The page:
While I would have preferred to see more human emotion in Cardenio himself, the cast drew out the pathos of the house arrest well. Cardenio and Paloma Oakenfold’s Luscinda had little personal time together, but concentrated on the desperation of their position. Helvetius’s attempts to persuade his daughter to betray herself ended with him shaking her hard before Cardenio entered and shot a pistol into the air. Michael J Hayes as Helvetius played his repentance convincingly, and his defiance of Fernando in the subsequent scene marked the beginnings of the Tyrant’s madness in his furious response. Later, while awaiting their final capture, Cardenio and Luscinda’s argument over her murder was tightly fought, continually building to moments where Cardenio readied his sword. His collapse on the point of ending her life was particularly strong (and oddly reminiscent of Cardenio as played in the current RSC production in his aversion of a major act). She drew his sword for her death but, in one of the production’s major interventions, the act itself was represented by Fernando entering and twisting her head, making clear for an audience his agency in forcing her to this point.

The seminal crypt scene was extremely well done. Actors stood as statues, lining the way to a makeshift plinth in the middle of the audience where Luscinda lay. Fernando’s growing madness manifested as he ordered his reluctant men to remove the lid of the tomb before he jumped in on top of the body, causing the statues to turn their heads in horror. Cardenio entered the same space shortly afterwards. In a stunning image, two actors upstage held up a sheet vertically. From behind the sheet, Luscinda pushed her face and body against it for her appearance as the ghost, shouting her lines clearly while bits of her body manifested and disappeared. Equally powerful was her later appearance, where the corpse in Fernando’s room simply stood up to address her lover before sinking down again. The dynamics of this scene were deeply complex. Fernando drew groans of disgust from the audience as he inserted his tongue down the corpse’s throat, before dying pathetically on the steps while Cardenio stood over him in triumph.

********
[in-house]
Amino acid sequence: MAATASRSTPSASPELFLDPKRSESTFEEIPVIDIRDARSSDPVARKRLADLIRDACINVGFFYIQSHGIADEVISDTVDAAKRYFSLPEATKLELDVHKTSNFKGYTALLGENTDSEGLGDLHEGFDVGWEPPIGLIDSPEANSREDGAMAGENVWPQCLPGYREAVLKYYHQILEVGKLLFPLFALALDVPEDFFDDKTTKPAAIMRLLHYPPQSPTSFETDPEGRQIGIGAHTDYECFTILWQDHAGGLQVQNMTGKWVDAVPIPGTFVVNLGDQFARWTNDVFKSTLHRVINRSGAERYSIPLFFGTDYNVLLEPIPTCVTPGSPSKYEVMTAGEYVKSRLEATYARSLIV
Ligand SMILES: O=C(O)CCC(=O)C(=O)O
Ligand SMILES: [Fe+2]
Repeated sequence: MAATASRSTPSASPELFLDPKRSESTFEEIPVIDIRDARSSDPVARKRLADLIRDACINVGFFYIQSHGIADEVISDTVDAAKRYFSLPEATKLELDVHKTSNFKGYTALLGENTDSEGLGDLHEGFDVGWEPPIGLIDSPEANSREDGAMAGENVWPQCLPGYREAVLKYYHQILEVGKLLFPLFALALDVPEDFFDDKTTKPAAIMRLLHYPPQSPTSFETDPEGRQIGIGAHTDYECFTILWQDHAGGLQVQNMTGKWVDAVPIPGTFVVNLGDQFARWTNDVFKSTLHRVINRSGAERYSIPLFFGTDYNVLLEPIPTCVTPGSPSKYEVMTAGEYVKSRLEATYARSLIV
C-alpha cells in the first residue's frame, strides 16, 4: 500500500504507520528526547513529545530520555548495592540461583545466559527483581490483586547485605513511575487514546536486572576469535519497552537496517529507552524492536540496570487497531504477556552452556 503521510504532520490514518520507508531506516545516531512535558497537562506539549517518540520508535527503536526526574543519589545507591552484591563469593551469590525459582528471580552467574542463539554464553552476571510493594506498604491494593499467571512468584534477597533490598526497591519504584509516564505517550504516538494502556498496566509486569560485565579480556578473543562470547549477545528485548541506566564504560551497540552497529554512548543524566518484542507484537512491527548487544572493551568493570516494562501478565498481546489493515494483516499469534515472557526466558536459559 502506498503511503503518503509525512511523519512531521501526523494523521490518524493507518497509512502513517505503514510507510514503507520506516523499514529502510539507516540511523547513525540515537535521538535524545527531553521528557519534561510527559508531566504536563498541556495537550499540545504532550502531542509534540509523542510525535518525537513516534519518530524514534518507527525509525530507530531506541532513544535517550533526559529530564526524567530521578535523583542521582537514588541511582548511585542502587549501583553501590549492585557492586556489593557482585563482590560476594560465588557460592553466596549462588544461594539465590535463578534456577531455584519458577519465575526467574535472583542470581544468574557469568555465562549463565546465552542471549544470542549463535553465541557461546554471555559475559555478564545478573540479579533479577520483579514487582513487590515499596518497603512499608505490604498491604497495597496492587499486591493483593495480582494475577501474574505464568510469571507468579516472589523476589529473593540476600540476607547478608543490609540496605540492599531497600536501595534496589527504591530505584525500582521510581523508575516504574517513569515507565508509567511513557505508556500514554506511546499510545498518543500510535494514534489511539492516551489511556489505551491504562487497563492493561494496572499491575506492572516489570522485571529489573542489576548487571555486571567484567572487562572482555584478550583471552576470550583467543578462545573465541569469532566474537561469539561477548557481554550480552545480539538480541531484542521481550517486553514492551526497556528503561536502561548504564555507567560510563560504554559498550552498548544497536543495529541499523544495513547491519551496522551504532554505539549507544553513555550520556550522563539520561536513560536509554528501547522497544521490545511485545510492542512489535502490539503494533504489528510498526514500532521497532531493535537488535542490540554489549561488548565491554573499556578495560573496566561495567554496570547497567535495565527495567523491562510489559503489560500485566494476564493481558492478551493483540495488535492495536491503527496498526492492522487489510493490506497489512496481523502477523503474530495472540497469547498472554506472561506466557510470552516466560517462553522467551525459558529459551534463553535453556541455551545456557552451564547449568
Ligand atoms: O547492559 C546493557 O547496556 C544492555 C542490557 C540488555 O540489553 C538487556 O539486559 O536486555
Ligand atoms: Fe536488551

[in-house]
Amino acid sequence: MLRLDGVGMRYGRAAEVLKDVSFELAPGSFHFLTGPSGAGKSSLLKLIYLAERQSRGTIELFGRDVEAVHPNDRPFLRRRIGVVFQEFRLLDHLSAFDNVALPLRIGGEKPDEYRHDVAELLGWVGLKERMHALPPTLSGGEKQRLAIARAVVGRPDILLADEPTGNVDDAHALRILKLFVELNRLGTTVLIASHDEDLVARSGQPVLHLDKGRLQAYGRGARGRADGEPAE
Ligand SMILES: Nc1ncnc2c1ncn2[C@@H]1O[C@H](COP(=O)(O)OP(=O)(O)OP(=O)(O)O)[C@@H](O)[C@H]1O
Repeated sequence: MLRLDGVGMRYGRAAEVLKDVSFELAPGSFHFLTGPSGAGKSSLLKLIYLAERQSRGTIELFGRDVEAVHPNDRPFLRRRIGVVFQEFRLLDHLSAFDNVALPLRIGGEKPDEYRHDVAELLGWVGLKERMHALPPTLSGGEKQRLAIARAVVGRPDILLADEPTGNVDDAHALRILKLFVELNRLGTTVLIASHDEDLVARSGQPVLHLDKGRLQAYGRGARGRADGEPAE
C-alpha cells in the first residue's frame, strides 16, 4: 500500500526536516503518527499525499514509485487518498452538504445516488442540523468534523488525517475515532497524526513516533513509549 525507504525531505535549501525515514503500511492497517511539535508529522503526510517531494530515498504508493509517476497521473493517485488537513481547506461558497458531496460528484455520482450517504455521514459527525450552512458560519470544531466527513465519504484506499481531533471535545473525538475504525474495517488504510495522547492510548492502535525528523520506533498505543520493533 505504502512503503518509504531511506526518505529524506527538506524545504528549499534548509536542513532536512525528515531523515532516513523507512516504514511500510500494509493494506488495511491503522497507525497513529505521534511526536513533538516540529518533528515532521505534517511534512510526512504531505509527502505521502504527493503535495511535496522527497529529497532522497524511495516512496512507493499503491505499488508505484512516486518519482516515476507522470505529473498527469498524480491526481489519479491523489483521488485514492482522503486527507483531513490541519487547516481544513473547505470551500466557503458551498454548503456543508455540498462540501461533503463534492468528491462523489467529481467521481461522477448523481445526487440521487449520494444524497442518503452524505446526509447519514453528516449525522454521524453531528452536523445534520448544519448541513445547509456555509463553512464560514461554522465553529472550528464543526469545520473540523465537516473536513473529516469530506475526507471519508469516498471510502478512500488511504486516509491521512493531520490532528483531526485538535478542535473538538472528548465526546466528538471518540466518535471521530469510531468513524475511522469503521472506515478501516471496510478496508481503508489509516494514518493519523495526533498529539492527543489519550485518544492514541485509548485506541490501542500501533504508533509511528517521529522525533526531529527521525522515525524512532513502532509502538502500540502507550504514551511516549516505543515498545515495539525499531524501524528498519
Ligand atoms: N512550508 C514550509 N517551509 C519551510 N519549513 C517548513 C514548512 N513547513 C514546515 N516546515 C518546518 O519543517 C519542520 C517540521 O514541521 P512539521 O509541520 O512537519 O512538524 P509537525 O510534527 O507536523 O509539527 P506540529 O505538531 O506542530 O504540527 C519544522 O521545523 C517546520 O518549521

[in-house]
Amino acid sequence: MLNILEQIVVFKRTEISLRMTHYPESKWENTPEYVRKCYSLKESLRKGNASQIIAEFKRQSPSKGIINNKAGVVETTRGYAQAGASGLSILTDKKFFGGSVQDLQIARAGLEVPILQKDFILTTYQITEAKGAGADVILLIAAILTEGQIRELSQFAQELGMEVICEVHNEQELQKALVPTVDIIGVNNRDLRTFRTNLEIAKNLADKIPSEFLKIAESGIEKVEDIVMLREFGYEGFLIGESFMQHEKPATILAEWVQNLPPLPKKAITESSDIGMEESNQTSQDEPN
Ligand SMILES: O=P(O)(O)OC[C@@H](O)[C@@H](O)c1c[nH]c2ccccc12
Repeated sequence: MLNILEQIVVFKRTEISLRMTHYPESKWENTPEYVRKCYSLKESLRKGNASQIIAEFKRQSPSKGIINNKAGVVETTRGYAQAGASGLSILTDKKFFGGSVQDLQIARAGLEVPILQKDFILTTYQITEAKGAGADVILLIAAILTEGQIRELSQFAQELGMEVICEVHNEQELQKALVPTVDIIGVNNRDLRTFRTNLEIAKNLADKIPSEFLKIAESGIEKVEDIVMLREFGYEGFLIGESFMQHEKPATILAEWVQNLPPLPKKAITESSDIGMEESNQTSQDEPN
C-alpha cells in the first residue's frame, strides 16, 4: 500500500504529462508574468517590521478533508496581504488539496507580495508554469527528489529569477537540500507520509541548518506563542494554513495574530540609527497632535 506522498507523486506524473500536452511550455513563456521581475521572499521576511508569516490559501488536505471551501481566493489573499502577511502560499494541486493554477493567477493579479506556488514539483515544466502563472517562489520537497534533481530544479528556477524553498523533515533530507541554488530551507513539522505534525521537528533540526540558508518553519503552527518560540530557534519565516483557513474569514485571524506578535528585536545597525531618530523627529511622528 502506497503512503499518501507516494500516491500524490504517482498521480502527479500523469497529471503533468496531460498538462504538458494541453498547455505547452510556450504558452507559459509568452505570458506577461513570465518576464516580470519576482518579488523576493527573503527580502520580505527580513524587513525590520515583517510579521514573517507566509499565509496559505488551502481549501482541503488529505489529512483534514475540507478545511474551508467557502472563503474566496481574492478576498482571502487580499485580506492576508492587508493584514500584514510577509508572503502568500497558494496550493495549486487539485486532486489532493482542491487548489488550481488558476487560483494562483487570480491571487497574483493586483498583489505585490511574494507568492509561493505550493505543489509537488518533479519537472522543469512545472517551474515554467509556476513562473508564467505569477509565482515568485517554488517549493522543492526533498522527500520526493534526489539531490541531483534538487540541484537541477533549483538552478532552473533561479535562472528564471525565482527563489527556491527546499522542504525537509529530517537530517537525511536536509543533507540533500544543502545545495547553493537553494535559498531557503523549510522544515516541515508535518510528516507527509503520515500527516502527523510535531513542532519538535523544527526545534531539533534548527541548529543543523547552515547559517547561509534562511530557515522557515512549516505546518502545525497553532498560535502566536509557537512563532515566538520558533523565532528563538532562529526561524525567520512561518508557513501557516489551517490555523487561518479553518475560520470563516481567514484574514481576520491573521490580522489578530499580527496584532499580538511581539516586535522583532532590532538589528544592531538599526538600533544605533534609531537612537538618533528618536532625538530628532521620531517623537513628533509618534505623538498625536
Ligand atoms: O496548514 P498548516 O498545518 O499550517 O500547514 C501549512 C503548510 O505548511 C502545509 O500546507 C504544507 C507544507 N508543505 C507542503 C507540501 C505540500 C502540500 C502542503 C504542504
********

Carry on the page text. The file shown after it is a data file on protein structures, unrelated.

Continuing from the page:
The subplot was equally well performed, with more attention to the humanity of the characters. While Camila was perhaps a bit too melodramatic for the space, Emma Richardson’s Cockney Leonella was effectively irreverent, nodding and winking at the audience. The two were especially good during their final staged scene for the benefit of the unseen Anselmo, performing in high kabuki style and interrupting each other in their normal voices when things began to go wrong.

Bate’s Lotario was the production’s secret weapon, a personable and open anti-hero who began with an apparent moral consistency that was gradually overcome by Camila’s acceptance of his unwilling advances. The actor gave a strong account of the character – furious with Will Bowden’s furtive, black-clad Bellarius, simultaneously heedful of and angry at his master, sexually undone by Camila but equally ready to take responsibility for his actions and commit further crimes to escape them. Particularly in his first post-coital scene, topless and confused on the main stage while Camila slept on the plinth, he fully embodied the complexity of one of Middleton’s richest characters. Anselmo was also pleasingly complex. His posh voice spoke of the thoughtless privilege that prompted him to initiate his own disastrous domestic tragedy, but as events progressed and he became the voice of relative innocence, confused and passive. His cries of anguish as he revived from death long enough to hear confirmation of his wife’s infidelity were one of the production’s most affecting moments.

A lot of the production’s good work was undone, however, in an appalling final decision. The ghosts of all the deceased entered along with Helvetius to hail the new King, and Cardenio thanked them. He then turned to the body of his lover, took her in his arms and kissed her unthinkingly. He turned away, then realised what he had done, choked and died onstage, the production closing on the image of him kneeling. This drew laughs from some of the audience, and showed no respect to character or play, choosing to end on a note of cheap irony rather then the sombre restoration of order. The clear intent was to exaggerate the number of deaths in the play’s final image, but the effect was crass. It’s a shame – the production deserves a long life, and the opportunity to see the play was extremely welcome. With this tacked-on ending removed, and the more recognisable name restored, it’d be even better. As it is, this was largely a well-considered and entertaining production, and exactly the kind of thing the Dell should be supporting.